To make sanitation products and services affordable to all, the government of Ethiopia should exempt or reduce taxes and tariffs levied on sanitation products. Higher prices lower demand, placing additional economic burdens on poor households and reducing the profitability of businesses who wish to sell sanitation products.

Registering sanitation products as essential goods and including them in the priority items list would help solve challenges related to the scarcity of foreign exchange as such transactions receive priority status by sector and by good.

Building a favourable climate for emerging businesses by easing bureaucratic hurdles would enhance growth. There should be an environment in which businesses face fewer impending regulations and sluggish processes for business set-up.

Promoting household understanding of the value of sanitation products and why they should prioritise the improvement of their facilities will create demand for nearby products and services. To do this, Transform WASH experience and research shows that engaging health extension workers and women development army leaders in such promotion will yield positive results along with enhancing business marketing and sales skills.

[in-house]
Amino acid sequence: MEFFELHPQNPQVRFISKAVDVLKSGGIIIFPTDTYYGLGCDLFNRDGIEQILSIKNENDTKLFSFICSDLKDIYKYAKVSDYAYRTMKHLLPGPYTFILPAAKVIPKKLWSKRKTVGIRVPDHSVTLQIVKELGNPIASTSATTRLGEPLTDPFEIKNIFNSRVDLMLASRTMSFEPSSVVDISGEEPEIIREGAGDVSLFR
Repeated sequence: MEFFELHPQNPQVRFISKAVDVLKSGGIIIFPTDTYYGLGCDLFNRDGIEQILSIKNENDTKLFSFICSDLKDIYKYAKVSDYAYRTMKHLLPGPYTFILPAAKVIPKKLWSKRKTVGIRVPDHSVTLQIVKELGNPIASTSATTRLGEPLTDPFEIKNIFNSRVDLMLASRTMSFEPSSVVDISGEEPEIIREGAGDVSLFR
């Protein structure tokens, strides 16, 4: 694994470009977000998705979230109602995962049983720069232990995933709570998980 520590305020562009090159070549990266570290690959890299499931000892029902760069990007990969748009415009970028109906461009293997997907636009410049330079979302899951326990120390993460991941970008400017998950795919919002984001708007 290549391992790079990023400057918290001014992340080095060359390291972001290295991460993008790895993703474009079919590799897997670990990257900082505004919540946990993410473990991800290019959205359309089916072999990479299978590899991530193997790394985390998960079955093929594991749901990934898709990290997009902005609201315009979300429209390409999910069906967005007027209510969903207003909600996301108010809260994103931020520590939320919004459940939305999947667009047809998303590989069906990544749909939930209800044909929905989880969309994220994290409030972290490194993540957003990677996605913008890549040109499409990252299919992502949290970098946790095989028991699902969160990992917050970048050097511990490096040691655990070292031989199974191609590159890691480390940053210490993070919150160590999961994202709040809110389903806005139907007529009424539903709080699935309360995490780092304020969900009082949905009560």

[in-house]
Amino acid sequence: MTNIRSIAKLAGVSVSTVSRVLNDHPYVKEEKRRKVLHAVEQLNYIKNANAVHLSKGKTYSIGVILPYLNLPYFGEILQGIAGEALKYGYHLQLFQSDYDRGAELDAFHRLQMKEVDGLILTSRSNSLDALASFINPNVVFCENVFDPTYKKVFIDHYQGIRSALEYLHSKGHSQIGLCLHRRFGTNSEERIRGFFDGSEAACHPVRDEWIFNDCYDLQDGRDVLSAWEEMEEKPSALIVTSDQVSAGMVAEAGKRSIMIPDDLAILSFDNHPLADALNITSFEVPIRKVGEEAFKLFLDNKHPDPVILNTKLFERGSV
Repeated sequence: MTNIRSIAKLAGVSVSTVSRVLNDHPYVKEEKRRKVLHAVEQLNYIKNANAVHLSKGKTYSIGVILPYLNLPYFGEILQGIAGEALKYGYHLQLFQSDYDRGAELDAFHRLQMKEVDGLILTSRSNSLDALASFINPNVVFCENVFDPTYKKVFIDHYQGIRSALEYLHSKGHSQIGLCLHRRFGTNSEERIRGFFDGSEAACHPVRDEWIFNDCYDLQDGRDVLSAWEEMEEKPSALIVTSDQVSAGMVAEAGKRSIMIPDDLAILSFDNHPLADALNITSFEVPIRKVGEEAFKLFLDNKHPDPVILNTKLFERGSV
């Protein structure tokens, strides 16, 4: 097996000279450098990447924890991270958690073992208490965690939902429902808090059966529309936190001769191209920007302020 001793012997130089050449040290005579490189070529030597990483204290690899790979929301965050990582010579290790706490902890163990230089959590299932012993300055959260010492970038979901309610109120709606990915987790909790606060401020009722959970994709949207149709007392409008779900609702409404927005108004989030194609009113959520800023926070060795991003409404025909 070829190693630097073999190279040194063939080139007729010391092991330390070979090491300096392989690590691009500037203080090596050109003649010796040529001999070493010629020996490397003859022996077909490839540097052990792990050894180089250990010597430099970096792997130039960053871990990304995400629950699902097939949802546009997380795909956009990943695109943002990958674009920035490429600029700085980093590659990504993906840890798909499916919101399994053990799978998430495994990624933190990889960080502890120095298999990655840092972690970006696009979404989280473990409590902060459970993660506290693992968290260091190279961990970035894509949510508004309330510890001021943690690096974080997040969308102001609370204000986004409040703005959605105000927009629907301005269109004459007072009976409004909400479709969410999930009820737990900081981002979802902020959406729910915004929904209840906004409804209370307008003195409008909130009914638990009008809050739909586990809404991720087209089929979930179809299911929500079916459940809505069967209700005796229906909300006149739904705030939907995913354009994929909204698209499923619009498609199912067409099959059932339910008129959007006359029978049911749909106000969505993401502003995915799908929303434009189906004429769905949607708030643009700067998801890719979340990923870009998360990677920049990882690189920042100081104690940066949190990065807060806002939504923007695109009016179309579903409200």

Expanding financing options is critical for market-based sanitation as small businesses need more and better loan products to blossom. Providing sanitation-focused loans for businesses would enable them to produce, sell, and distribute sanitation products and services at a much greater scale.  Also, strengthening microfinance institutions and village saving and credit associations that provide sanitation loans to consumers would enhance the purchasing power of households. In addressing the poorest customers, smart and targeted subsidies will help address the biggest affordability challenges.

At a fundamental level, establishing a conducive climate for market-based sanitation, working on improving financing restrictions for the enterprises and households, lessening bureaucratic hiccups, and creating demand will change the game and allow Ethiopia to meet its goals. In improving financing restrictions, financial institutions and the regulatory body needs to understand the value of providing finance for market-based sanitation and improve their directives and policy.

About Transform WASH
USAID Transform WASH aims to improve water, sanitation and hygiene (WASH) outcomes in Ethiopia by increasing market access to and sustained use of a broader spectrum of affordable WASH products and services, with a substantial focus on sanitation.